“I never expected to be famous like this but it’s great to be able to help the club and the hospice.”


FredNinety-one-year-old Fred Wright became famous overnight after joining the St Giles Computer Social Group.

The unlikely social media star celebrated his birthday with millions of people on Twitter and Facebook after a photo of him went viral with the hashtag #makefredfamous.

The picture of Fred with his birthday cake reached more than 5 million people in less than a week and sparked messages from celebrities including singers Boy George and Barbara Dickson. It was retweeted more than 43,000 times, liked on Facebook 2700 times and shared more than 2000 times.

Fred’s incredible story of internet fame then hit the news headlines, appearing in the local and national newspapers as well as on TV and radio around his birthday in August 2017.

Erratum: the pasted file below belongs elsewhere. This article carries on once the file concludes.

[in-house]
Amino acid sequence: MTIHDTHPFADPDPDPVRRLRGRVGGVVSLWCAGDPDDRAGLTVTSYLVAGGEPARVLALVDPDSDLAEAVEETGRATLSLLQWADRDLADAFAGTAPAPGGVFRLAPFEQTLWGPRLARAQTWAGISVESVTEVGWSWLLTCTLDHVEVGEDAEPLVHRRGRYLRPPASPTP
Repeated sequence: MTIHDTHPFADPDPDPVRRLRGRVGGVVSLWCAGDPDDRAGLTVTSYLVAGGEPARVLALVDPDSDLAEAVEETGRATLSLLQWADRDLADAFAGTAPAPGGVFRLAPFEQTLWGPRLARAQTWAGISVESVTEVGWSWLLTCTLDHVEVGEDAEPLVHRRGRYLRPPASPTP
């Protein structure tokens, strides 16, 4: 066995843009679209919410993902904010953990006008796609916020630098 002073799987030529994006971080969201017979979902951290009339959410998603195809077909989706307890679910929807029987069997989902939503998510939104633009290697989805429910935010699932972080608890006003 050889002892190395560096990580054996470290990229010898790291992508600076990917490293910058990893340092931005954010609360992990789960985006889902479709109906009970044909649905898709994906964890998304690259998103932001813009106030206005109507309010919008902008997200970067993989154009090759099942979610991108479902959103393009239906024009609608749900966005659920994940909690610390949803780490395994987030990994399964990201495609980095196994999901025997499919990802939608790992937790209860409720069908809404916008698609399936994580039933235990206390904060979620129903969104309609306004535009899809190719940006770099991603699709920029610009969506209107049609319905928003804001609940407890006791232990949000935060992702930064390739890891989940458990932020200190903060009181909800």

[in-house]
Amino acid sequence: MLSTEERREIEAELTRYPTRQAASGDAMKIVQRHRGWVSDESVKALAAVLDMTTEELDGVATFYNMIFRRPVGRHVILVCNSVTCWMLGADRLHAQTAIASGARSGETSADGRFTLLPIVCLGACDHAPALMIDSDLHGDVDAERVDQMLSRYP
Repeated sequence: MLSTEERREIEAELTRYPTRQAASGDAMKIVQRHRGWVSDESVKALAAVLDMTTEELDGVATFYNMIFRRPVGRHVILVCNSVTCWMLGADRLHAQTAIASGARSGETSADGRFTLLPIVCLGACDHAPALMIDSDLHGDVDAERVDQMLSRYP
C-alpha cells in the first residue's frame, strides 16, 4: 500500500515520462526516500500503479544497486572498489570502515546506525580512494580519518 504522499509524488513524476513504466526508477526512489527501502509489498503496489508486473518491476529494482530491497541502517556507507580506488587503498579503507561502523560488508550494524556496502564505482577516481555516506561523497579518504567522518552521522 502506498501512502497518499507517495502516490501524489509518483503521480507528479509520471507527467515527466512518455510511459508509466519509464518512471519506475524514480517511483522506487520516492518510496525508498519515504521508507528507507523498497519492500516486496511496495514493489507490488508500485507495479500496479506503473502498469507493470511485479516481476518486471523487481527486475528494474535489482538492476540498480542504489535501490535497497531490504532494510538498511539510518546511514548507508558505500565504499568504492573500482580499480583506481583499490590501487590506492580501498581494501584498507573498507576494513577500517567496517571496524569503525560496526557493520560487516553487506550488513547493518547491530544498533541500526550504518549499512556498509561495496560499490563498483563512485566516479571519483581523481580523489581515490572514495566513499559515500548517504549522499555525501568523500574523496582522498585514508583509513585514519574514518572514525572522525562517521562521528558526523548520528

St Giles Community Engagement Manager Ian Leech, said: “Fred’s a fantastic example of someone who is still learning in their tenth decade so it seemed a brilliant opportunity to show that on social media.

“I didn’t expect the response we got! It was absolutely wonderful to see such an amazing wave of lovely messages, pictures and videos from across the internet.”

Fred’s technology journey started when a family member bought him a tablet and he joined the computer group to get online.

“I spotted a story in the local paper about the group and decided to go along,” said Fred, who is the oldest member of the group. “It’s been lovely to learn so much and to be part of the group, which is really friendly.

“I never expected to be famous like this but it’s great to be able to help the club and the hospice.”

St Giles CEO Emma Hodges said the response to #makefredfamous was phenomenal and really demonstrated the positive impact of social media.

“Our volunteer led computer group encourages local people to come together, chat, learn and make new friends,” she said.

“Fred’s story really shows that it’s never too late to start learning and we’ve seen so many positive stories shared about older people engaging with technology.

“It’s also been great for us as it shows that hospices aren’t places where people go to die, they are part of a vibrant community which help people live full lives.”